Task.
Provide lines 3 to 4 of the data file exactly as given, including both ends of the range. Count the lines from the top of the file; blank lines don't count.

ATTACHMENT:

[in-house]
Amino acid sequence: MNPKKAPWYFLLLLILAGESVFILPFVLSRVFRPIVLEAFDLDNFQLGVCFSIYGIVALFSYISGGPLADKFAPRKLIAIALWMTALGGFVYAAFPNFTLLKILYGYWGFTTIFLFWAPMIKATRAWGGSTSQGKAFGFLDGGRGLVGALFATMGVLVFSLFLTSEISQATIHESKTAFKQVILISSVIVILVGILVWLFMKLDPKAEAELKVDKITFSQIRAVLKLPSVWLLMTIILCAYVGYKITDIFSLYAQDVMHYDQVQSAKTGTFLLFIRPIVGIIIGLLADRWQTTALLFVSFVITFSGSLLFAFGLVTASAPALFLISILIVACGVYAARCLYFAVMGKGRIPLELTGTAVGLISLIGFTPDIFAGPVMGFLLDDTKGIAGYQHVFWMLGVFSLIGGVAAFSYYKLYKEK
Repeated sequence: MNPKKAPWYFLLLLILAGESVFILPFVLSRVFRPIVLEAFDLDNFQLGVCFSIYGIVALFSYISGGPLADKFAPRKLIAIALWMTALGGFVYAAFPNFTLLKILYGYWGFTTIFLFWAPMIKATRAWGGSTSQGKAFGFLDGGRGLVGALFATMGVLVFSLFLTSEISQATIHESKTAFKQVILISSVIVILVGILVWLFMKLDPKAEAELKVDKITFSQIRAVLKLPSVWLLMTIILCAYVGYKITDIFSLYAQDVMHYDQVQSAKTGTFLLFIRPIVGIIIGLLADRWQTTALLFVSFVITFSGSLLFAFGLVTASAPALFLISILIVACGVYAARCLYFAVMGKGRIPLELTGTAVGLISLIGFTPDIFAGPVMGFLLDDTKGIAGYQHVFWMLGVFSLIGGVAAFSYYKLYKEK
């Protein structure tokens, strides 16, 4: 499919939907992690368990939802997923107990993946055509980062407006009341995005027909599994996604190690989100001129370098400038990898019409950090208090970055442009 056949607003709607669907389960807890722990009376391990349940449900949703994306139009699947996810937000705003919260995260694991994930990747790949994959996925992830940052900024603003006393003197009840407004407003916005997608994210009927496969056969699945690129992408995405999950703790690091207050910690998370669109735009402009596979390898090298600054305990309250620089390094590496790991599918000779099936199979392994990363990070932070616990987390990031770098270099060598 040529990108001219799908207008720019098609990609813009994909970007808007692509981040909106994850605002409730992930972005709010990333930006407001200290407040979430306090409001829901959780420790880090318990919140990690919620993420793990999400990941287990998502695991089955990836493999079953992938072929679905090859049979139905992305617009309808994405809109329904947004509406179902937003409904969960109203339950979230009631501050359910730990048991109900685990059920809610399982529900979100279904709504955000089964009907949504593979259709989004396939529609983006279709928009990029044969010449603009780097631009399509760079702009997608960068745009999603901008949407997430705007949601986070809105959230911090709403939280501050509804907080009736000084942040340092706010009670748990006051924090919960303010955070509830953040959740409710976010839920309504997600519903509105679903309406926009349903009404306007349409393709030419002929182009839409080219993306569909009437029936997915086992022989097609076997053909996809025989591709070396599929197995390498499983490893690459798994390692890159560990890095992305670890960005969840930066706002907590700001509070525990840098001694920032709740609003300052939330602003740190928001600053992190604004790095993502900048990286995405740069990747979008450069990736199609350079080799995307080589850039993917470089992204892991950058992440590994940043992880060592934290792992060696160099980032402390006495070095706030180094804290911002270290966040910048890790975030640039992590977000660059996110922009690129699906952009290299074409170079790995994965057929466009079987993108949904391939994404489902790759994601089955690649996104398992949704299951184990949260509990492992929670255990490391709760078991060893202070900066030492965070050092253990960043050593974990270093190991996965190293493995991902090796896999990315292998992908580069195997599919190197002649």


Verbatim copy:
Repeated sequence: MNPKKAPWYFLLLLILAGESVFILPFVLSRVFRPIVLEAFDLDNFQLGVCFSIYGIVALFSYISGGPLADKFAPRKLIAIALWMTALGGFVYAAFPNFTLLKILYGYWGFTTIFLFWAPMIKATRAWGGSTSQGKAFGFLDGGRGLVGALFATMGVLVFSLFLTSEISQATIHESKTAFKQVILISSVIVILVGILVWLFMKLDPKAEAELKVDKITFSQIRAVLKLPSVWLLMTIILCAYVGYKITDIFSLYAQDVMHYDQVQSAKTGTFLLFIRPIVGIIIGLLADRWQTTALLFVSFVITFSGSLLFAFGLVTASAPALFLISILIVACGVYAARCLYFAVMGKGRIPLELTGTAVGLISLIGFTPDIFAGPVMGFLLDDTKGIAGYQHVFWMLGVFSLIGGVAAFSYYKLYKEK
């Protein structure tokens, strides 16, 4: 499919939907992690368990939802997923107990993946055509980062407006009341995005027909599994996604190690989100001129370098400038990898019409950090208090970055442009 056949607003709607669907389960807890722990009376391990349940449900949703994306139009699947996810937000705003919260995260694991994930990747790949994959996925992830940052900024603003006393003197009840407004407003916005997608994210009927496969056969699945690129992408995405999950703790690091207050910690998370669109735009402009596979390898090298600054305990309250620089390094590496790991599918000779099936199979392994990363990070932070616990987390990031770098270099060598 040529990108001219799908207008720019098609990609813009994909970007808007692509981040909106994850605002409730992930972005709010990333930006407001200290407040979430306090409001829901959780420790880090318990919140990690919620993420793990999400990941287990998502695991089955990836493999079953992938072929679905090859049979139905992305617009309808994405809109329904947004509406179902937003409904969960109203339950979230009631501050359910730990048991109900685990059920809610399982529900979100279904709504955000089964009907949504593979259709989004396939529609983006279709928009990029044969010449603009780097631009399509760079702009997608960068745009999603901008949407997430705007949601986070809105959230911090709403939280501050509804907080009736000084942040340092706010009670748990006051924090919960303010955070509830953040959740409710976010839920309504997600519903509105679903309406926009349903009404306007349409393709030419002929182009839409080219993306569909009437029936997915086992022989097609076997053909996809025989591709070396599929197995390498499983490893690459798994390692890159560990890095992305670890960005969840930066706002907590700001509070525990840098001694920032709740609003300052939330602003740190928001600053992190604004790095993502900048990286995405740069990747979008450069990736199609350079080799995307080589850039993917470089992204892991950058992440590994940043992880060592934290792992060696160099980032402390006495070095706030180094804290911002270290966040910048890790975030640039992590977000660059996110922009690129699906952009290299074409170079790995994965057929466009079987993108949904391939994404489902790759994601089955690649996104398992949704299951184990949260509990492992929670255990490391709760078991060893202070900066030492965070050092253990960043050593974990270093190991996965190293493995991902090796896999990315292998992908580069195997599919190197002649």